House Passes Gun Control Bill
House tempers background checks for guns
By JIM ABRAMS, Associated Press Writer
1 minute ago
WASHINGTON - The House Wednesday passed what could become the first major federal gun control law in over a decade, spurred by the Virginia Tech campus killings and buttressed by National Rifle Association help.
The bill, which was passed on a voice vote, would improve state reporting to the National Instant Criminal Background Check System to stop gun purchases by people, including criminals and those adjudicated as mentally defective, who are prohibited from possessing firearms.
Seung-Hui Cho, who in April killed 32 students and faculty at Virginia Tech before taking his own life, had been ordered to undergo outpatient mental health treatment and should have been barred from buying two guns he used in the rampage. But the state of Virginia had never forwarded this information to the national background check system.
If it moves through the Senate and is signed into law by the president, the bill would be the most important gun control act since Congress banned some assault weapons in 1994, the last year Democrats controlled the House. In 1996, Congress added people convicted of domestic violence to the list of those banned from purchasing firearms.
The bill was the outcome of weeks of negotiations between Rep. John Dingell (news, bio, voting record), D-Mich., the most senior member of the House and a strong supporter of gun rights, and the NRA, and in turn, with Rep. Carolyn McCarthy (news, bio, voting record), D-N.Y., a leading gun-control advocate.
"This is good policy that will save lives," McCarthy said.
The NRA insisted that it was not a "gun control" bill because it does not disqualify anyone currently able to legally purchase a firearm.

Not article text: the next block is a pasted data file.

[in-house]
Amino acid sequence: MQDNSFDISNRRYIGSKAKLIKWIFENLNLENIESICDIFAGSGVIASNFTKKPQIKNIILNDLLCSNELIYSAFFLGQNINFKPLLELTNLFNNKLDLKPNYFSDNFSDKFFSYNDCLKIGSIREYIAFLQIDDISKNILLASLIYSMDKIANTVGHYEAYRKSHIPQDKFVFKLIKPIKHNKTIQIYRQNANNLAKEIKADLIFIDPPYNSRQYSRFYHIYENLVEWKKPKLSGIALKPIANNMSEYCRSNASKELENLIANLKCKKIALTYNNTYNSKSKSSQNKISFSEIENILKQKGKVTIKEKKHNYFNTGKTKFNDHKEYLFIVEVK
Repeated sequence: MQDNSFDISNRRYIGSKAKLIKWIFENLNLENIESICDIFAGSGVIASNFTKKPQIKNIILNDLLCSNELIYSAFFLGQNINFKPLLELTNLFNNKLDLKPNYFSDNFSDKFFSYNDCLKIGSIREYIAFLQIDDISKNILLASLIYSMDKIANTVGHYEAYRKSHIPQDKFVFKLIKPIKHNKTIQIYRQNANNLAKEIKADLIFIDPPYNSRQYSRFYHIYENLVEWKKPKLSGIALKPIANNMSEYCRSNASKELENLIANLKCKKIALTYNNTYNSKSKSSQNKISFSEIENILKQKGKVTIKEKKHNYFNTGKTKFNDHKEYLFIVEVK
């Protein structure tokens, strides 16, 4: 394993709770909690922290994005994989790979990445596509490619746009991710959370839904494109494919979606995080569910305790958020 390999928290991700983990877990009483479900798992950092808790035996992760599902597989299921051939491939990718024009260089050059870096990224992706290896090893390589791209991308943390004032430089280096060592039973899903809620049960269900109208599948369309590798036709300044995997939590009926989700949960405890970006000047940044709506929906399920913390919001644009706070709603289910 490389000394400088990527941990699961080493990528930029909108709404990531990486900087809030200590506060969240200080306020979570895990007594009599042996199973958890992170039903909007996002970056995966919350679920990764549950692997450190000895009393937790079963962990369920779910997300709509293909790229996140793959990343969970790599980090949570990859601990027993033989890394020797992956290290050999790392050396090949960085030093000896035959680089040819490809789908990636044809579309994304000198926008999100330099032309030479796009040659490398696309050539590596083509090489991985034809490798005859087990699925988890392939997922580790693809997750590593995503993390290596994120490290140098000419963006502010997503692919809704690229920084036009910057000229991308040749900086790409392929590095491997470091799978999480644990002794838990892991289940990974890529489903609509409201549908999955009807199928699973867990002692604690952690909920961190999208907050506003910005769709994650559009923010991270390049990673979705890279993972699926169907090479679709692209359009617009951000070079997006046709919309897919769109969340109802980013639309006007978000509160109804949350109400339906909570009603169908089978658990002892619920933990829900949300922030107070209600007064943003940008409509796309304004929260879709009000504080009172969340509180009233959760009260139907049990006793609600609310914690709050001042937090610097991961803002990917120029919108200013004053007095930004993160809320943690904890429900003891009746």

The NRA has always supported the NICS, said the organization's executive vice president, Wayne LaPierre. "We've always been vigilant about protecting the rights of law-abiding citizens to purchase guns, and equally vigilant about keeping the guns out of the hands of criminals and the mentally defective and people who shouldn't have them."
Under a gun control act that passed in 1968, the year Robert F. Kennedy and Martin Luther King Jr. were killed, people barred from buying guns include those convicted of a crime punishable by more than one year in prison, illegal drug users, those adjudicated as mentally disabled, and illegal aliens.
The legislation approved Wednesday would require states to automate and share disqualifying records with the FBI's NICS database. The bill also provides $250 million a year over the next three years to help states meet those goals and imposes penalties, including cuts in federal grants under an anti-crime law, to those states that fail to meet benchmarks for automating their systems and supplying information to the NICS.
The NRA did win some concessions in negotiating the final product.
It would automatically restore the purchasing rights of veterans who were diagnosed with mental problems as part of the process of obtaining disability benefits. LaPierre said the Clinton administration put about 80,000 such veterans into the background check system.
It also outlines an appeals process for those who feel they have been wrongfully included in the system and ensures that funds allocated to improve the NICS are not used for other gun control purposes.
"It was necessary to make some accommodations to address the concerns of gun owners," said House Judiciary Committee Chairman John Conyers (news, bio, voting record), D-Mich., adding that he would be closely monitoring the provision on restoring gun rights to veterans judged to have mental disabilities.